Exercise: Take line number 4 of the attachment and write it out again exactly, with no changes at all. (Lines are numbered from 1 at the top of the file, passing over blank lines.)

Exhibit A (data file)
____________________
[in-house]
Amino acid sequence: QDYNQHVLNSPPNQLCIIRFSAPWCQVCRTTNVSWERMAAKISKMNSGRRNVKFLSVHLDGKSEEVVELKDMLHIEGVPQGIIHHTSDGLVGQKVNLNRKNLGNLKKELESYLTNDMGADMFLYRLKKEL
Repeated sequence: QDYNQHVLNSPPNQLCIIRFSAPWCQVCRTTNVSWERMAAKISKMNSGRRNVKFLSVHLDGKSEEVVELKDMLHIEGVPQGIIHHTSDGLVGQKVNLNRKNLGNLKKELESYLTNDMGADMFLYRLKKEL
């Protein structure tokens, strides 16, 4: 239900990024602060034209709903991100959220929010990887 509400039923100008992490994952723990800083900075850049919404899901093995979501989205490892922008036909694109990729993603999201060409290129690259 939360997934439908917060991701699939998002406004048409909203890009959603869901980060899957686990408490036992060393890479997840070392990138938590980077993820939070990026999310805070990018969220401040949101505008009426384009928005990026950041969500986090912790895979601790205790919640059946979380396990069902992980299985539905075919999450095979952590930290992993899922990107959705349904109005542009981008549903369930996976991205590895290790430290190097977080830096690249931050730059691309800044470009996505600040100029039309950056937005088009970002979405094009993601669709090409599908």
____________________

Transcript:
């Protein structure tokens, strides 16, 4: 239900990024602060034209709903991100959220929010990887 509400039923100008992490994952723990800083900075850049919404899901093995979501989205490892922008036909694109990729993603999201060409290129690259 939360997934439908917060991701699939998002406004048409909203890009959603869901980060899957686990408490036992060393890479997840070392990138938590980077993820939070990026999310805070990018969220401040949101505008009426384009928005990026950041969500986090912790895979601790205790919640059946979380396990069902992980299985539905075919999450095979952590930290992993899922990107959705349904109005542009981008549903369930996976991205590895290790430290190097977080830096690249931050730059691309800044470009996505600040100029039309950056937005088009970002979405094009993601669709090409599908």